To take public ownership beyond this, for example, public ownership of the ship building or car manufacturing would be to shift away from the centre to the left, towards socialism. To have the balance of power shifted dramatically in favour of capital by a legislative emasculation of trade union rights, or having all public utilities in private ownership would represent moves to the right, in a Hayekian, or neoliberal direction. From the above we can deduce that the economy as it exists today in the UK while it is certainly not a perfected Hayekian catallaxy, it is a long way to the right of the ‘centre’.

    The Labour manifesto for the 2017 General Election advocated the implementation of the first tentative steps on the road back to the social democratic ‘centre’ ground, (though it is still to the right of Harold Wilson’s manifesto’s 1964-1974); a more progressive tax regime, a minimal programme of nationalisation, the reintroduction of free higher education, a large scale social house building programme etc. Public perceptions of the ‘centre’ ground are so distorted by 40 years of neoliberal hegemony that the right wing MSM can still fool some people into believing that even a moderate shift in the direction of social democracy represents a move to the far left, it is the shrill sound of the beneficiaries of a failed experiment desperately trying to close down boundaries of public debate. The smokescreen is clearing.

    That said, I think we need more than just a simple reversal of economic models. It is to be hoped that any economic ‘choice’ does not have to be simple either/or between neoclassicism and pure Keynes (not Hicks bastardised version portrayed as Keynesian for much of the post war era), as a re-reading of the classical political economists would benefit people of both left and right, particularly on what constitutes a free market, For Adam Smith, JS Mill etc, this was to tax away the vested interests, the unearned increment or rentier overheads that prevent an efficient free market. Their target was feudalism. Today’s financialised rentier, ‘neo-feudal’ economic system is as parasitic on the economy as was the pre industrial feudal system, and just as damaging for any notion of free markets. It was the foolish acceptance of the neo classicists declaration that there is no meaningful difference between earned and unearned income that has lead us, yet again, down the road on which we are now heading, towards a slow motion economic crash that manifests itself as debt deflation. If this raises your curiosity on the issue, Dr Michael Hudson writes brilliantly on financial parasites, rent extraction, debt and the current economic malaise in his compelling ‘Killing the Host’.

    Change is not a choice, it’s a necessity.

  34. In the specific case of Corbyn, I meant centrist in the sense of somebody without his baggage of past links to the IRA, support for Hamas etc and other such things that many moderate voters – rightly of wrongly – find a turn off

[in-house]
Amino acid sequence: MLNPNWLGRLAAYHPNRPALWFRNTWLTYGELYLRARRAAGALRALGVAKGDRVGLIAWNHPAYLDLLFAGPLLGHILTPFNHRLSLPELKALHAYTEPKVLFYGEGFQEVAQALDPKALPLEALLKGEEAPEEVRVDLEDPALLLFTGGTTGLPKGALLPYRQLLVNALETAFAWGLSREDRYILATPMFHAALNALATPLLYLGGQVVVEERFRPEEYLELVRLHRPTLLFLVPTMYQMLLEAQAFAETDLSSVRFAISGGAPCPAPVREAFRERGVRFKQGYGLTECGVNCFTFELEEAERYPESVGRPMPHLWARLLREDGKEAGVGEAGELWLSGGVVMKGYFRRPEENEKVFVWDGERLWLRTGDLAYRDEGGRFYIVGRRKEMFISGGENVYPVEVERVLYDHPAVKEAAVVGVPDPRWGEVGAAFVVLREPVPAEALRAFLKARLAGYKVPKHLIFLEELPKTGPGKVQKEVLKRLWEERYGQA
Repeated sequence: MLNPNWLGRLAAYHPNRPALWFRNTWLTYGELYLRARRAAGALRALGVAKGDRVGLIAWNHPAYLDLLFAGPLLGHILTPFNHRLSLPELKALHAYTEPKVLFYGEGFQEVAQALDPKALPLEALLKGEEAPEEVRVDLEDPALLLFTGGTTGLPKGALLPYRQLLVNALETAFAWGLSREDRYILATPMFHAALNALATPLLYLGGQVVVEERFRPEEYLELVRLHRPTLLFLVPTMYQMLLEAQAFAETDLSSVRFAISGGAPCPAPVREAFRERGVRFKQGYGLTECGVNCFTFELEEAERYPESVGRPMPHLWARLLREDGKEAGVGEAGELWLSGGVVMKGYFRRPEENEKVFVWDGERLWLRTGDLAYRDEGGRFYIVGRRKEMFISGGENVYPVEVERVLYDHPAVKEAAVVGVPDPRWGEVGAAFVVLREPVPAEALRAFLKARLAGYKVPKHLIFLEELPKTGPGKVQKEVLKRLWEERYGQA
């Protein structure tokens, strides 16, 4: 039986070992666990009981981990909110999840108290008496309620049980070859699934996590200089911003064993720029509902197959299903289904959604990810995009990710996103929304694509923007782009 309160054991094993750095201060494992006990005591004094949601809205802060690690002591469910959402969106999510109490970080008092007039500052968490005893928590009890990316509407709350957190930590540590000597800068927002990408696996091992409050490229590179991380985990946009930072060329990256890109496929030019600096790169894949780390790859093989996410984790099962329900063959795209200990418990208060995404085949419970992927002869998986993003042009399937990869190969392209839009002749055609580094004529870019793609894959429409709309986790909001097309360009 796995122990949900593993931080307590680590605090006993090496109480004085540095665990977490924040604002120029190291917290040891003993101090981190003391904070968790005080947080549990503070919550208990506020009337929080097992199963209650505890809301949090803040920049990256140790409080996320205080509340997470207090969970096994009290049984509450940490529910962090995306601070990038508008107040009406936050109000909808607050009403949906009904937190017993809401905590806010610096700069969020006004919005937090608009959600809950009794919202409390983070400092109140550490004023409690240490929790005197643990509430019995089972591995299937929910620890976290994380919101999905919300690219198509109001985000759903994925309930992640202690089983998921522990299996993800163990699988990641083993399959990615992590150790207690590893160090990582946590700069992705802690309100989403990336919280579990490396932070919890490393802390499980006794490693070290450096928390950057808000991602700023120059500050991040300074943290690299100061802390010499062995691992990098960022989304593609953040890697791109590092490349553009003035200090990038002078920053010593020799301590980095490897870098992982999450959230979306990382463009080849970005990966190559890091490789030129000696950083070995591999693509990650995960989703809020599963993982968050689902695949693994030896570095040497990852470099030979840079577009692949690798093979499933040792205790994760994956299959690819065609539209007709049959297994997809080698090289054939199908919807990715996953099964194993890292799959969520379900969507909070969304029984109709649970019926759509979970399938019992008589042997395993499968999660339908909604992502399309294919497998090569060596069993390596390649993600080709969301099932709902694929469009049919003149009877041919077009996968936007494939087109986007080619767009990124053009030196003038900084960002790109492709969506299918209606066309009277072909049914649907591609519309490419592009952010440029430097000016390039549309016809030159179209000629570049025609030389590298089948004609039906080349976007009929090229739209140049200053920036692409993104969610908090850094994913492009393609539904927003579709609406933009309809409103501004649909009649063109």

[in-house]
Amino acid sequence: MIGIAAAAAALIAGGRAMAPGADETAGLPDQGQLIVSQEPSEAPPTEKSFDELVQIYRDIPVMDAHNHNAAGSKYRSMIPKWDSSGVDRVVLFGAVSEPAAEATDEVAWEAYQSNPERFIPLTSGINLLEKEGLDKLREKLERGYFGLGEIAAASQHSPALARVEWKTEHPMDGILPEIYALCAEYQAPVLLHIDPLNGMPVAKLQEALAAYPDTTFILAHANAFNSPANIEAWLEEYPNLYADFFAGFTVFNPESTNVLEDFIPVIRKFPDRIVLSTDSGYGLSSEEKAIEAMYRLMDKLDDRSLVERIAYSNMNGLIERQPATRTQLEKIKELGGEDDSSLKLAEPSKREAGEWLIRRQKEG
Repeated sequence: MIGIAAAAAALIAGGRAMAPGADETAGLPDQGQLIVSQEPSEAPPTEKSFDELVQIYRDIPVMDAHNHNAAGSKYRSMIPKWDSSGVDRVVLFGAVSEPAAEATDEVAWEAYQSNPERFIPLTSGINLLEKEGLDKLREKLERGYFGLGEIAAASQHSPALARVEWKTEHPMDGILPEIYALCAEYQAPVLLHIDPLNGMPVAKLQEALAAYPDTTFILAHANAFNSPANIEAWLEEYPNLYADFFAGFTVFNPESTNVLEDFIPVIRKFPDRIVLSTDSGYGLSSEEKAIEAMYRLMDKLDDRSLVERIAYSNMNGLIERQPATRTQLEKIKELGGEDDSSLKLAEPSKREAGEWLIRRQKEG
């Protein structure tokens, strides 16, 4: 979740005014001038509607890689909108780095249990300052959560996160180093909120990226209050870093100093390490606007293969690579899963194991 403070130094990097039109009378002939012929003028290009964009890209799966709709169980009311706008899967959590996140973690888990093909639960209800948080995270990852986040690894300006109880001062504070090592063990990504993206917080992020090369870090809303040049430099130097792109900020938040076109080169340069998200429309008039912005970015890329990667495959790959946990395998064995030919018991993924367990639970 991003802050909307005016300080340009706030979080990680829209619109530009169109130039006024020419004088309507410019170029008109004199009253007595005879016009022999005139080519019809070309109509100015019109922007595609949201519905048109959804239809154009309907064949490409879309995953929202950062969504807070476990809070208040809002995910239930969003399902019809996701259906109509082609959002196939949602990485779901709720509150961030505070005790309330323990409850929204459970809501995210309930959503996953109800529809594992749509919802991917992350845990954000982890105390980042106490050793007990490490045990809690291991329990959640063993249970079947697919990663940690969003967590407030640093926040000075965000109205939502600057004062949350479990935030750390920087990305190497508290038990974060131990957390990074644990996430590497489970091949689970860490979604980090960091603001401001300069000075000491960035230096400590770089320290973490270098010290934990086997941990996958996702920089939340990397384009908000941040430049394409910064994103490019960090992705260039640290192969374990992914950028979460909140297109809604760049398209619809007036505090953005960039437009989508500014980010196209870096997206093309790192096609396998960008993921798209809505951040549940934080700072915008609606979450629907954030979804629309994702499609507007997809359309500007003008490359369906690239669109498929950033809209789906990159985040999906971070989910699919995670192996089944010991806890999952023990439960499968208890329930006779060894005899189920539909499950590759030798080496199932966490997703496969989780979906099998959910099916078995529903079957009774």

Corbyn is as unreconstructed 1970s socialist who managed to achieve 40% of the popular vote in the most conservative country in Western Europe

    Of course part of the reason is that he inspired the youth not only to get out and vote but get out and vote for him, but I don’t believe that achievement would be beyond the capabilities of any moderately charismatic and intelligent alternative leader

    But again I come back to the point Theresa May is the reason things went the way they did, not Jeremy Corbyn

  35. Having baggage doesnt determine whether you are a centrist.

    Are we the most conservative country in western Europe? Didnt we achieve many LGBT rights before countries like Ireland and Germany? or do you mean something else by conservative.

    We’ve probably been over this before but its not as simple as yooung people came out and voted for him. It is true that turnout amongst young people went up by 10% up from 44% in 2015 and i think over 2/3 voted labour up from half in 2015. However, there was a 10% swing amongst ABC1 to Labour and 70% of ABC1 voters voted in 2017.

    Yes TM had a poor campaign her favourability fell considerably leading Corbyn by 55+ to falling behind. However, part of that was Corbyns ratings improving from -42 to breaking even.

  36. Throwback to the 70s? A bit random. Why not make it the 30s or 40s the decades that saw the two publications that most influenced post war UK politics, Keynes General Theory 1936, and the Beveridge Report 1942….

    But Corbyn IS an old fashioned politician in one respect, and that is that in many ways he harks back to the pre television age, he is at his best on the hustings, in getting out and mixing with people of all types, that he has a winning personality is undoubtable, he is able to show people he meets that his media image is a poorly drawn straw man and with consummate ease, and I don’t believe any other member of the PLP could have got anywhere near replicating let alone bettering his GE vote. In fact had the pessimistic nay sayers and the small band of doctrinal neolibs in the PLP not spent the previous 18 months trying to undermine him, he would have begun the campaign far closer in the polls to the Tories, and would have won a majority.